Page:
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Subject: Re: [boost] [pimpl] Mini Review
From: Stewart, Robert (Robert.Stewart_at_[hidden])
Date: 2011-05-26 07:59:15

Thomas Klimpel wrote:
> Artyom Beilis wrote:
> > Should The library be accepted in Boost:
> > ========================================
> >
> > No it should not. It is "a fancy" library that was written
> > without a knowledge of the problem domain. It tries
> > to solve problem in smart way making it overcomplicated.
> >
> > IMHO old std::auto_ptr is much more suitable
> > for writing pimpl-objects then Boost.Pimple.
> >
> > For easy pimpl-ideom you do not need a fancy class
> > but rather a set of pimpl-suitable smart pointers.
> I haven't reviewed the Pimpl library, but this comparison to
> "old std::auto_ptr" looks very strange to me. If I understood
> correctly, one of the reasons why "old std::auto_ptr" is
> deprecated in favor of "std::unique_ptr" is that "old
> std::auto_ptr" will silently break the default generated copy-
> constructor and assignment operator of a class containing an
> "old std::auto_ptr" as member. "std::unique_ptr" on the other
> hand will disable default generated copy-constructor and
> assignment operator and only default generate the "move"
> versions of these, so the user will at least realize that he
> has to manually provide correct versions of copy-constructor
> and assignment operator.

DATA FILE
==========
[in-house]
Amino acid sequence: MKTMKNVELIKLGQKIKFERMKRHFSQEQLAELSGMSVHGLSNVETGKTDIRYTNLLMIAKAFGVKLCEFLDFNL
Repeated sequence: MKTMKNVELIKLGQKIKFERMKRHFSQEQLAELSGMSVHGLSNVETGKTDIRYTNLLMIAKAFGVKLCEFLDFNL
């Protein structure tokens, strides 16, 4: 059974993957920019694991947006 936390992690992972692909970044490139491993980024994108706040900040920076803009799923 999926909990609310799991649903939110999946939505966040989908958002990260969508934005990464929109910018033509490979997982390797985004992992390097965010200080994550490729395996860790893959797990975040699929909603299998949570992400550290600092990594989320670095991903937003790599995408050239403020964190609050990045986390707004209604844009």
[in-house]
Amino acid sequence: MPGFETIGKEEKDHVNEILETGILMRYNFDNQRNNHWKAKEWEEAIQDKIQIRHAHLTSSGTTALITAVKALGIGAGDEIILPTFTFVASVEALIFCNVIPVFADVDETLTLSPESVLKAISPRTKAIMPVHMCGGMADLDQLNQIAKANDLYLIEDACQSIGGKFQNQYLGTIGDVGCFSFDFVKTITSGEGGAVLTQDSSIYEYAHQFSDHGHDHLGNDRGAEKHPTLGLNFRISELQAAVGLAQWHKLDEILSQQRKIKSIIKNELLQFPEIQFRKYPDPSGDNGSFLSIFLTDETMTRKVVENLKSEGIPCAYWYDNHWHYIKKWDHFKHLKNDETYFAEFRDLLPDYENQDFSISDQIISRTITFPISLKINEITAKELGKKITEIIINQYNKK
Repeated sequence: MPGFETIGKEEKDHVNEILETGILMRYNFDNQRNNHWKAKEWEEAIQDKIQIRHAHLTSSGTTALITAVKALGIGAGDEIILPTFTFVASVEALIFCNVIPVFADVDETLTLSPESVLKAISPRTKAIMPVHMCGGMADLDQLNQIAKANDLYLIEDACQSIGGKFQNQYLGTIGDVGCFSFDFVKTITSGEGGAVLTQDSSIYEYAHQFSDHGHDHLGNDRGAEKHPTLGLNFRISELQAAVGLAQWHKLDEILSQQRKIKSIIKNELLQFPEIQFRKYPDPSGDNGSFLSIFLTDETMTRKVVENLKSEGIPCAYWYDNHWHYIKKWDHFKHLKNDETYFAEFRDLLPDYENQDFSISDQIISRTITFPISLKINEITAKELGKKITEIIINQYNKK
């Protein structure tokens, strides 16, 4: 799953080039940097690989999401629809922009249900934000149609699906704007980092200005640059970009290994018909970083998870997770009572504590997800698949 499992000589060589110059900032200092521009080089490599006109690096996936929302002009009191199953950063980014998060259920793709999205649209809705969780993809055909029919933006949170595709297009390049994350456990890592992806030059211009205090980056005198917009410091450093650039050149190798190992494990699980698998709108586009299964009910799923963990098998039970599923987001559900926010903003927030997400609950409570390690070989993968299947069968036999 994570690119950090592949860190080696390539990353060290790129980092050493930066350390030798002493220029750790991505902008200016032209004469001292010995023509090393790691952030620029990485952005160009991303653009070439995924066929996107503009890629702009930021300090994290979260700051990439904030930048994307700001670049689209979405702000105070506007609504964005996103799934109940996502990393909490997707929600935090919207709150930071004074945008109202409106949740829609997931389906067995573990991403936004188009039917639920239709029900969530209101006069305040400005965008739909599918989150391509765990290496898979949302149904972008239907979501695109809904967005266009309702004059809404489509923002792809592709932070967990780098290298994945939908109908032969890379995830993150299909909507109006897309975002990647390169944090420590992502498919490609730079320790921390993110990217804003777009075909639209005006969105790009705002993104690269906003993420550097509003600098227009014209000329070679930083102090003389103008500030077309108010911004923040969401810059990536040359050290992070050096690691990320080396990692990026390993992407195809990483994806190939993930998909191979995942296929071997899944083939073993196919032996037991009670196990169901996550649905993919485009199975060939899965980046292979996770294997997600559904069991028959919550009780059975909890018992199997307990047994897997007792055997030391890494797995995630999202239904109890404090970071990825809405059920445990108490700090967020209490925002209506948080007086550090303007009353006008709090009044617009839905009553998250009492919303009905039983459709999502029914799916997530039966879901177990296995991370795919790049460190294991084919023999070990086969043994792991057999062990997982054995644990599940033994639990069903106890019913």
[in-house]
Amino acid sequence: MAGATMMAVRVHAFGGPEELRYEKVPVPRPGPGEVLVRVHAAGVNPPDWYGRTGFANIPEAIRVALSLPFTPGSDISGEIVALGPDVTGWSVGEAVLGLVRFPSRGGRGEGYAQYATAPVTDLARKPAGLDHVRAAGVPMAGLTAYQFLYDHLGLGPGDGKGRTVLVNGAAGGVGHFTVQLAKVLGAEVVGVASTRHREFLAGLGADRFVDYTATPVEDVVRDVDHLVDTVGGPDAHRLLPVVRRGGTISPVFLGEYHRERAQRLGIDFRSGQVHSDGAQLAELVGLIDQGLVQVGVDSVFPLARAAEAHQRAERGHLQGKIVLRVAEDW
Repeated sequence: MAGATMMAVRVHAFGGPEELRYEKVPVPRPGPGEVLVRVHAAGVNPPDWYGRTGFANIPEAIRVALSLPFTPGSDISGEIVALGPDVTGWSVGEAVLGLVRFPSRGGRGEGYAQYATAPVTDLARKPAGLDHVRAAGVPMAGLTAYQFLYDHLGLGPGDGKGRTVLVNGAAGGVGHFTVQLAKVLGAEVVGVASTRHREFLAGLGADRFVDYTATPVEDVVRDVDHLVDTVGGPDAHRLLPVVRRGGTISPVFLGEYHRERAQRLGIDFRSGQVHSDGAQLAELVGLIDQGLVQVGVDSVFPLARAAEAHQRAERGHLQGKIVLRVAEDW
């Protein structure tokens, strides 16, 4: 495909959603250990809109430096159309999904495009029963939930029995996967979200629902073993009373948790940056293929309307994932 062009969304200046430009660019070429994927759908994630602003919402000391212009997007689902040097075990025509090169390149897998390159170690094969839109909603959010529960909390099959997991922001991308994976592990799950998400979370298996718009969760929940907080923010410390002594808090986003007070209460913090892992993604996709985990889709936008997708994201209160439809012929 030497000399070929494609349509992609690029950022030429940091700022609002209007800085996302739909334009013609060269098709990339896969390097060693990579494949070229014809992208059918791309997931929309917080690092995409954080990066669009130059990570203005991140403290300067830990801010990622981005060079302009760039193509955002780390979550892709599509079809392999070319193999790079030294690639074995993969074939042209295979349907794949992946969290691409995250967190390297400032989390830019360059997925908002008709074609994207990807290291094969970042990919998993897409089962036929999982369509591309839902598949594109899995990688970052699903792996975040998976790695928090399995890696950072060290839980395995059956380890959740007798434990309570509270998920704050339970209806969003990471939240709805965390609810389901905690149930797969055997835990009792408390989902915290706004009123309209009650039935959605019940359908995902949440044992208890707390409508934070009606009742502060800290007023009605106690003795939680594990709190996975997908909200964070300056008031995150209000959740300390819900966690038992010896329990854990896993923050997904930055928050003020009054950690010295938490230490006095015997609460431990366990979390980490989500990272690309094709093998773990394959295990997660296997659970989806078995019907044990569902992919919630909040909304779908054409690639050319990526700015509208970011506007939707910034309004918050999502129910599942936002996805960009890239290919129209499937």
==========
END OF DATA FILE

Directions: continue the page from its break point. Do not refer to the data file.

It is these issues and the several manual steps required to implement the Pimpl Idiom that this library tries to address and simplify.

It is totally clear that one can use shared_ptr, unique_ptr, etc., or even a raw pointer to implement the Pimpl Idiom. However, each such choice requires different member functions to effect proper copy and equality semantics, for example. Remembering to do everything and doing it correctly every time, for each case, is the problem.

It may be that Artyom has used Pimpl so often that he never makes mistakes in its implementation for each use case. He may understand the issues completely and may always do the right thing. That doesn't mean that others will do as well. Libraries exist to capture design and implementation details so others can build upon that effort, even without fully understanding the issues.

It may be that this library needs to be extended to support cloning, holding, and other use cases the author hadn't identified. That hardly justifies saying that the author does not have "knowledge of the problem domain."

Rob Stewart robert.stewart_at_[hidden]
Software Engineer using std::disclaimer;
Dev Tools & Components
Susquehanna International Group, LLP

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